Because I like their enthusiasm. I like their energy and optimism. I like their ability be whole-heartedly foolish. I like that they still have things to learn, and I like that they have things to unlearn too. I like them because they remind me that I still have things to learn (and unlearn) as well. I like them because I remember being one of them, and I realize that part of me still is.
Most of us still have a little fluff left in us, and I think that’s a good thing. It’s what lets us still react with childlike wonder to the mysteries of our faith. It’s what keeps us dancing, even when the tune starts to fade. It’s what lets the Gods lead us just a little farther than it is safe to go, and it’s what keeps us going when the cynic in us wants to give up.
It’s not always easy to keep the wonder alive, to always see something new and profound by the firelight. And it gets harder as time goes by, so the fluff we have left becomes ever more precious. Once it goes away, it doesn’t grow back. I’m happy to still be as fluffy as I am, honestly. I’m every bit as proud of my fluff as I am of my scars.
*** SPECIAL EXTRA-GRITTY BONUS MATERIAL ***
*** EXCLUSIVE TO THE BARBED PENTACLE ***
And there is another line of defense for the fluff-bunnies. As Mel (the cook on Alice) once said, “the best defense is a good offense!” Simply put, when stacked up against the other extreme, the bunnies often come out ahead. Where the fluffies might be compared with timid rabbits, these folks are more like gnarled reptiles (let’s call them scaly-lizards). Just like before, we’ll start with a definition.
A “scaly-lizard” might fairly be defined as a Pagan with an overly rigid standard of religious identification. They share traits such as a narrowly focused body of experience, an inflexible interpretation of spiritual concepts, a dedication to revising history and a misanthropic view of the world. Their knowledge of the NeoPagan movement is often insular and biased, sometimes becoming nearly completely self-referential. They are almost always deeply cynical, in spite of their professed spiritual advancement.
Where the bunny might be called innocent, the lizard is merely unapologetic. What opens one eye with wonder, narrows the other to a suspicious slit. The fluffy view of spirituality might be shallow, but that doesn’t automatically make the scaly view a deep one. Their rigidity and pretentious orthopraxy only add layers on top of their shallow base, carrying them no deeper into the mysteries. All they’re really accomplishing is obfuscation, not illumination, and shoveling extra bullshit into an already messy process isn’t very useful.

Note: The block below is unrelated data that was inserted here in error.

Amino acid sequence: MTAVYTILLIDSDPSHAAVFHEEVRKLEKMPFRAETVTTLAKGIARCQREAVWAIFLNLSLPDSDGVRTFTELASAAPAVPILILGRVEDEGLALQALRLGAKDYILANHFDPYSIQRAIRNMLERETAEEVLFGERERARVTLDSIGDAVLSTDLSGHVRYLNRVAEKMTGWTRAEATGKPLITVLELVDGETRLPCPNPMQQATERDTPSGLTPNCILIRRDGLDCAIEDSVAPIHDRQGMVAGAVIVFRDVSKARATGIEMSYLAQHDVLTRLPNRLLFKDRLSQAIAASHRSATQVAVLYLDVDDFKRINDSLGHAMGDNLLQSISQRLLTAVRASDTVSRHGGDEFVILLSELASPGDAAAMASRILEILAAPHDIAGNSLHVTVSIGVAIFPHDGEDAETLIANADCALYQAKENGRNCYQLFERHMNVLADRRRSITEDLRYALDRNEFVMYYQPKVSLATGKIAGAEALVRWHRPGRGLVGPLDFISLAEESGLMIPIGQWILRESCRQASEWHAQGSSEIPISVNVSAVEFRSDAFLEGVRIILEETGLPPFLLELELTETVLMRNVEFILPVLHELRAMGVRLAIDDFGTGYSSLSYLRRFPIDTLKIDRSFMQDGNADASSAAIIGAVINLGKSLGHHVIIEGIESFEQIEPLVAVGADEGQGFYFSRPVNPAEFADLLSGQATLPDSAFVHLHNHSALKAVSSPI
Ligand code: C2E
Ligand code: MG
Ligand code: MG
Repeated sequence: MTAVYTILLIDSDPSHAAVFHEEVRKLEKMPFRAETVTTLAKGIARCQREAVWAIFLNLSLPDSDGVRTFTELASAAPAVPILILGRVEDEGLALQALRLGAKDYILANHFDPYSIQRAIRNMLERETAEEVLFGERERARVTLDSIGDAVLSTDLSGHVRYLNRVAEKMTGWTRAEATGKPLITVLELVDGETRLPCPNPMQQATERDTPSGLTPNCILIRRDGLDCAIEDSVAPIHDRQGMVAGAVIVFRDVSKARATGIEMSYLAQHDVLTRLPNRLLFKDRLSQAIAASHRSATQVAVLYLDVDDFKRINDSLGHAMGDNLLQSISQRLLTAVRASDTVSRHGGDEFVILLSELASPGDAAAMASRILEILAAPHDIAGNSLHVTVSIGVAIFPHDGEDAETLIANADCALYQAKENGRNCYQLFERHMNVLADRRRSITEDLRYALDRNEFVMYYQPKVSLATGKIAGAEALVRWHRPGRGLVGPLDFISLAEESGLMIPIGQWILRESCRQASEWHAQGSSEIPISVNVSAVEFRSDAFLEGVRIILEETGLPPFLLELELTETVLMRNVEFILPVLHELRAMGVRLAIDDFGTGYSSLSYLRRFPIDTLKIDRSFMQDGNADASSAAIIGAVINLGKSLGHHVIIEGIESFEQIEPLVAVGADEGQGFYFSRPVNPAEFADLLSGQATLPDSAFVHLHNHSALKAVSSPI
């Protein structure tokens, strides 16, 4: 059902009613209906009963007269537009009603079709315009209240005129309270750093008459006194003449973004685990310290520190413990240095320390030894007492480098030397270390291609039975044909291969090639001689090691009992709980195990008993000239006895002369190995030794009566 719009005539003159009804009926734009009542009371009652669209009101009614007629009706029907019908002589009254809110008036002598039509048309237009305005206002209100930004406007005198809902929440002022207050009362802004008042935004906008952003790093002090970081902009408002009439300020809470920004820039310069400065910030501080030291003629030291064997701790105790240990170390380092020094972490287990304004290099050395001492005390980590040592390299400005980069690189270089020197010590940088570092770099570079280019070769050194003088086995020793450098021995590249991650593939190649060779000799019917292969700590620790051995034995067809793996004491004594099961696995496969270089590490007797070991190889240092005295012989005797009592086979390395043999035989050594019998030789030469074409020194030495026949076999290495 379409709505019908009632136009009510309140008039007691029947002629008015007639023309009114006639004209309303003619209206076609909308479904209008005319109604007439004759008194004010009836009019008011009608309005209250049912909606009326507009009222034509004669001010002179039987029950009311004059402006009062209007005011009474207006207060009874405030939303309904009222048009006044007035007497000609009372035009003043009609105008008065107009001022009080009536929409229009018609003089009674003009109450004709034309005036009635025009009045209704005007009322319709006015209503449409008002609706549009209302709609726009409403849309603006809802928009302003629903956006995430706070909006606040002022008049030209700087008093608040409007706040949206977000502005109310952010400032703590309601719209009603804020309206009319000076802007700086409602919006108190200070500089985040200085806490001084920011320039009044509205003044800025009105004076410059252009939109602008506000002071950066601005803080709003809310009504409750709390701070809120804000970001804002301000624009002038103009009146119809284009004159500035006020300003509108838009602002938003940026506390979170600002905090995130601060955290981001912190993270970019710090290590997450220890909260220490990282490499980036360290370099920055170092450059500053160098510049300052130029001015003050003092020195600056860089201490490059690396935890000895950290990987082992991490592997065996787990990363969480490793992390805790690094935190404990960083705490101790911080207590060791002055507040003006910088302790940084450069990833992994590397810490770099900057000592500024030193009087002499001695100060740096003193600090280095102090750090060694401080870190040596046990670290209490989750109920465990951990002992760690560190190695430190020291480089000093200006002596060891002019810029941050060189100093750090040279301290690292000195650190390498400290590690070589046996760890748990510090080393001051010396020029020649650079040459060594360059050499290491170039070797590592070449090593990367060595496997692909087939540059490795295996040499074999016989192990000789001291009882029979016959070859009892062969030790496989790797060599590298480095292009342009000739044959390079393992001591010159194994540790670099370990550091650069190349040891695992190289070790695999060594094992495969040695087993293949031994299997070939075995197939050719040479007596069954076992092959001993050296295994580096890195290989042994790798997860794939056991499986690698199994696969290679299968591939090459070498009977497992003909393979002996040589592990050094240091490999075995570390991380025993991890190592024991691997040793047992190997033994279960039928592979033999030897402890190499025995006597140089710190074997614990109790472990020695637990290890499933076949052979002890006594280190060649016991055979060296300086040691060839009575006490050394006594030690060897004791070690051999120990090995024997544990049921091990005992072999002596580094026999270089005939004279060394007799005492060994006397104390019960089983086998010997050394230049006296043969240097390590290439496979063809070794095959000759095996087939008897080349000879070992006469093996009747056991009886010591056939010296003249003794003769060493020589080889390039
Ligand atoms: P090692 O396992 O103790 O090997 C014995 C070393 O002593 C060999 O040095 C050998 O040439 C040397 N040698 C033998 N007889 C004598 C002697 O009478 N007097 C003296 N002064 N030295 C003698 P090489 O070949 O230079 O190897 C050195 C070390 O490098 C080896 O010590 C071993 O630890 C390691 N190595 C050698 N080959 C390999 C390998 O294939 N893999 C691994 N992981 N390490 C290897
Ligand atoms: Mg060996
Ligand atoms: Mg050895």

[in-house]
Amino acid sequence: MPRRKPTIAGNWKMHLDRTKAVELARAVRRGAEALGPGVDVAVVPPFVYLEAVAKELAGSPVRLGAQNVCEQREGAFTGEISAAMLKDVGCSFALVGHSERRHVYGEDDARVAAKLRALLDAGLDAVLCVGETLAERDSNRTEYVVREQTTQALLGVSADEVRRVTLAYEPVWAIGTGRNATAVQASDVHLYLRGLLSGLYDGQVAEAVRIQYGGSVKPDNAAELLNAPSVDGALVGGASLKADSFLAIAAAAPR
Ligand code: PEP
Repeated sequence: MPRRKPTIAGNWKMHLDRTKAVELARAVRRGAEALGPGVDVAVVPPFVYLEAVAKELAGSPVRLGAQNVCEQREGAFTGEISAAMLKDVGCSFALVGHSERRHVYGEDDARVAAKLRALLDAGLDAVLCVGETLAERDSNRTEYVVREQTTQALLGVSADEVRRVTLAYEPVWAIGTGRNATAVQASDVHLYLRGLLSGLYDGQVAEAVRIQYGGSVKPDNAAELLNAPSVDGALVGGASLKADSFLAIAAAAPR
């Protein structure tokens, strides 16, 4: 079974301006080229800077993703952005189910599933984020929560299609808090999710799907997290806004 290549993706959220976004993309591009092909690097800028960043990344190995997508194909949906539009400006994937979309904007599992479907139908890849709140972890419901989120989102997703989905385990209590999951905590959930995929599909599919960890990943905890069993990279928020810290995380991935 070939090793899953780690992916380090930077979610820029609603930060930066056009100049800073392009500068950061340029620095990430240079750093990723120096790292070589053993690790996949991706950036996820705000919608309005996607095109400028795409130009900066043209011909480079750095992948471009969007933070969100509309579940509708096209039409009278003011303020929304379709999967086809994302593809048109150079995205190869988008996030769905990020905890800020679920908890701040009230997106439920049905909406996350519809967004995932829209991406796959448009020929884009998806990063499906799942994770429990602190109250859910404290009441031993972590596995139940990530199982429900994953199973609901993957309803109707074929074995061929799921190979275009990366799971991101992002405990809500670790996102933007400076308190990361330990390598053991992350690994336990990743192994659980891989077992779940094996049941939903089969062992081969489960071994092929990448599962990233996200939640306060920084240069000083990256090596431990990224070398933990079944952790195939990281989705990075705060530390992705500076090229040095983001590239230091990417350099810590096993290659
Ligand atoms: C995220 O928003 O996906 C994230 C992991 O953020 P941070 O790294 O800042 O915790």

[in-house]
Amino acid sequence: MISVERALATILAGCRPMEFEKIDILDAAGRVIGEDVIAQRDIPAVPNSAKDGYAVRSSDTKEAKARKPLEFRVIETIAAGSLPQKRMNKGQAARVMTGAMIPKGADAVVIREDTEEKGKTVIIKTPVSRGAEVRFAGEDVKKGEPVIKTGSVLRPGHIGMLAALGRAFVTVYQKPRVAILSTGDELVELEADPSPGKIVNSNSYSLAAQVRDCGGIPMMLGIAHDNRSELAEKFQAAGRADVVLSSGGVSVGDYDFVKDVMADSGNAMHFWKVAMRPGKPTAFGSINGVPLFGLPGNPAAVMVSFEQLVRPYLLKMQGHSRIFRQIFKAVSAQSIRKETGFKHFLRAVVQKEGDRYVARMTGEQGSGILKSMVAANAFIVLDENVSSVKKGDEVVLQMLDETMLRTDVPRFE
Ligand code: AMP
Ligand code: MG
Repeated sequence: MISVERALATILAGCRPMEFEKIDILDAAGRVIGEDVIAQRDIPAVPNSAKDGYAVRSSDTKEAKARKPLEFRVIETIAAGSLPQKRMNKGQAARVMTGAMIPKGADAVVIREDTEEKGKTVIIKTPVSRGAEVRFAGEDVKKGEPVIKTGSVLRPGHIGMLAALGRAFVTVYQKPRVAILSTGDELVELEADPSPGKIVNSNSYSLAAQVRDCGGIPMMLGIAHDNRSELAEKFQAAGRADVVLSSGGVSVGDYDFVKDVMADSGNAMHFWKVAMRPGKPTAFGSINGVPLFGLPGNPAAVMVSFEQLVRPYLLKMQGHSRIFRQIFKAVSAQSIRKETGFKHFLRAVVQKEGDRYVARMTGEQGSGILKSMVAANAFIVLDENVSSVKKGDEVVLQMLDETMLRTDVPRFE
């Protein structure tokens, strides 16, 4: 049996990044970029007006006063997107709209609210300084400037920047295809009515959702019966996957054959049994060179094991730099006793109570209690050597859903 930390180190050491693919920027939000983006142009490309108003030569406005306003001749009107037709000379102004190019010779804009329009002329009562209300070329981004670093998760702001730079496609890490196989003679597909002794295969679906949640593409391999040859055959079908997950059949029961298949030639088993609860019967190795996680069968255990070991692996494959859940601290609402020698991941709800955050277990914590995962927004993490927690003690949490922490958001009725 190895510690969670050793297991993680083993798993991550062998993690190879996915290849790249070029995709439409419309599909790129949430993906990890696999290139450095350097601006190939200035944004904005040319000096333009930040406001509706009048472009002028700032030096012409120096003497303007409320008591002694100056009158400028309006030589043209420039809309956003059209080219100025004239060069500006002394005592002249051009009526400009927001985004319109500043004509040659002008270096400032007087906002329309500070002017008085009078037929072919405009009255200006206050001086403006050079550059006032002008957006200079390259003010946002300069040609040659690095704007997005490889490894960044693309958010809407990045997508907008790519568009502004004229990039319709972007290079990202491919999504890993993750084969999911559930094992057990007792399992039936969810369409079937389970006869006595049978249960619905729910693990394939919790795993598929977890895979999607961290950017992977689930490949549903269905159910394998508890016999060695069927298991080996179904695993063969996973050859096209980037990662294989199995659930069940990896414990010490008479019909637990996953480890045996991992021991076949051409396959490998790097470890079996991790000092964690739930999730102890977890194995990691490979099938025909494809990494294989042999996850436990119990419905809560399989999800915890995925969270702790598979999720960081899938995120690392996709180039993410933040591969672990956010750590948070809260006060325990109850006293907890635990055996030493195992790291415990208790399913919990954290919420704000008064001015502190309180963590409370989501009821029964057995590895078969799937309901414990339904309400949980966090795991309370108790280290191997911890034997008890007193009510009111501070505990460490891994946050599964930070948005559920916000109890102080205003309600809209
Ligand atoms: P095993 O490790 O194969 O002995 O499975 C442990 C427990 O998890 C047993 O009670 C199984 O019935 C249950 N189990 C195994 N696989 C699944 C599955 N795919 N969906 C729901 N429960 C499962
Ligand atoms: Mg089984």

A fluff-bunny might buy into a romanticized view of prehistoric Europe, or subscribe to a discredited theory about the survival of Pagan practices, but the lizards are pushing their own historical revisionism. Among other things, they want to write the follies of our origins out of the story. They ignore or misrepresent the flaws in the foundational sources of our traditions. It’s almost as though they’d like us to forget who the first “fluffies” really were. And while a lack of knowledge is eminently forgivable, a lack of intellectual honesty is significantly harder to overlook.
Generally speaking, these are not people I want as neighbors. It is their tendency to be ill-tempered, judgmental, pedantic and basically anti-social. Their most laudable quality may in fact be their lack of sociability. Because, when it’s all said and done, there really are some people that we shouldn’t have to put up with.
These folks love fluffy bunnies:
Mystic Artisans: https://www.facebook.com/mysticartisans
House of Oddities Movie Kickstarter Project: http://www.kickstarter.com/projects/bcottington85/house-of-oddities-the-story-of-the-atrocity-exhibi
Passion And Soul: http://passionandsoul.com/
Tonia Brown: www.thebackseatwriter.com Check out Devouring Milo, Tonia’s newest work: http://www.amazon.com/Devouring-Milo-ebook/dp/B00DWZYWKO
The Barbed Pentacle’s Second Birthday Bash: http://barbedpentacle.com/2013/06/second-birthday-bash/